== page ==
Excerpted from the Introduction and Chapter 1: Hamburg and Liverpool, from The Beatles in Hamburg: The Stories, The Scene, and How It All Began by Spencer Leigh, published October 2011 by Chicago Review Press. Copyright © 2011 Elephant Book Company Limited. No part of this excerpt may be reproduced or printed without permission in writing from the publisher. Available everywhere books are sold and online at IPGbook.com. Some images have been omitted for this online publishing format.
“The people in Hamburg feel separate from Germany and also from Saxony or Bavaria. They won’t say, ‘We are German. We are Bavarians.’ The Hamburgers say, ‘We are from Hamburg.’ That is not just in the 20th century. It has been that way for hundreds of years.”
—Dr. Ortwin Pelc Museum of Hamburg History
In 1871 The German empire was formed from several principalities. Its swift rise to importance on the world stage can be partly attributed to its so-called Iron Chancellor, Otto von Bismarck. Bismarck developed national legislation and a common currency, and he was the first European statesman to appreciate the importance of social security. Hamburg became a huge, important, and prosperous port, a distribution center for the whole of Germany, somewhat bigger than Liverpool in size.
Bismarck also engendered a feeling of national pride, which arguably helped precipitate World War I (1914–18). Devastated by the war, Germany tried to rebuild itself, but the new Weimar Republic was crippled by the depression. In 1933, Adolf Hitler exploited the unrest to become elected as Chancellor. World War II (1939–45) led to further devastation and enormous losses of life in both Britain and Germany, with Hamburg and Liverpool being badly hit.
The Beatles in Hamburg: The Stories, the Scene and How It All Began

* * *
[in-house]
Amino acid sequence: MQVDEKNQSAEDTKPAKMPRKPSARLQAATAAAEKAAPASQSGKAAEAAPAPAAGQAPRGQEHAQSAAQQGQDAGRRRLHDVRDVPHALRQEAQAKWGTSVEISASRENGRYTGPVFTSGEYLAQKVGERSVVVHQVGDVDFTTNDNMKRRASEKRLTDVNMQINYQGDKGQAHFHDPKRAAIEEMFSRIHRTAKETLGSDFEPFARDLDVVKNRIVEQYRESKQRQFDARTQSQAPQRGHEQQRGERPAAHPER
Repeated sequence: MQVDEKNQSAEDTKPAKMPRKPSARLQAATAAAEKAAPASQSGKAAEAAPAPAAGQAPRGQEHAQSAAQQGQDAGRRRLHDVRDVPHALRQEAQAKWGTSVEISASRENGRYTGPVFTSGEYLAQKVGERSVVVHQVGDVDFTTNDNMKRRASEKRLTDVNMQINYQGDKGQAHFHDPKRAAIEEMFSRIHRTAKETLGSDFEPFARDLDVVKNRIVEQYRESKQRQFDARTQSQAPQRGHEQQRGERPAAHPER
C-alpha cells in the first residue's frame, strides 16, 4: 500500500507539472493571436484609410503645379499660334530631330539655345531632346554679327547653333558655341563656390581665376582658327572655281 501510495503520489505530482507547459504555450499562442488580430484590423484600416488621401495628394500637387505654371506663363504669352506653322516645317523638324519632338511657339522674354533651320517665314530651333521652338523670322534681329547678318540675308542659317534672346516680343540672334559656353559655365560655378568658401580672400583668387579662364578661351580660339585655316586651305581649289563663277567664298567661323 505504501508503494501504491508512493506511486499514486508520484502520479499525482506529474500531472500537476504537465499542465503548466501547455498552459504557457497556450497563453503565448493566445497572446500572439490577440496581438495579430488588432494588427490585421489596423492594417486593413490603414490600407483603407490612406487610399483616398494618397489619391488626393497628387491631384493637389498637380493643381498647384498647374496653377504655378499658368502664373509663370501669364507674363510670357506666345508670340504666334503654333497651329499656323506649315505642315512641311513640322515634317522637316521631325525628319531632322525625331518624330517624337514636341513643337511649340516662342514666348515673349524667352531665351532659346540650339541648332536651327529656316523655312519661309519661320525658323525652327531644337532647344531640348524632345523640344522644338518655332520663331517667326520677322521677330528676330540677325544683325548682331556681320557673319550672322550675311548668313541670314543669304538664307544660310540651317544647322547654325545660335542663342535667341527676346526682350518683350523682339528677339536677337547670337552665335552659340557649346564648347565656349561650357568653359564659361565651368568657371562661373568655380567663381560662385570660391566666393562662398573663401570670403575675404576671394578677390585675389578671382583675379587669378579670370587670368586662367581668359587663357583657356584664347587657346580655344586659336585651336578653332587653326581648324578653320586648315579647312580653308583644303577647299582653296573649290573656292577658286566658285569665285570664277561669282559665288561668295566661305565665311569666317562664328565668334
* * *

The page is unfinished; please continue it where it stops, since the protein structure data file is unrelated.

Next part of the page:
(Chicago Review Press; US: Oct 2011)
After its defeat, Germany was split into four occupation zones; Hamburg was in the quarter occupied by the British. British troops were not withdrawn from Hamburg until 1955, but they had no quarrel with the residents (most of whom had suffered under the Nazis as much as the British had) and they could visit the bars and clubs with impunity.
Both Liverpool and Hamburg had suffered serious damage during the war, but rebuilding in Hamburg took place much more rapidly than in Liverpool. When the Liverpool bands came to Hamburg, they left behind bomb sites and were greeted instead with the rebuilding of a city. Germany also had the Autobahns, established 30 years earlier, which offered an ease of travel not available to UK residents.
Nevertheless, in 1960 the populations of Liverpool and Hamburg shared certain similarities. Specifically, their residents, even if they did not articulate it, regarded themselves as somehow separate from the rest of their country.
Wonderland by night. The St. Pauli district of Hamburg in the early ’60s—don’t fear the Reeperbahn.
In My Liverpool Home
Liverpool on the River Mersey had a rich industrial heritage, which resulted in some wonderful civic buildings. Its huge warehouses indicated the port’s past importance, but by the late 1950s, Liverpool gave the impression that the best was over. The city was synonymous with strikes and protest. The buildings were black with soot and pollutants, but because the residents were stoic and vibrant, to them it didn’t seem such a depressing place.
Liverpool Exchange MP Bessie Braddock in 1954
discussing poor housing and demolition
in her constituency, which included the Cavern Club.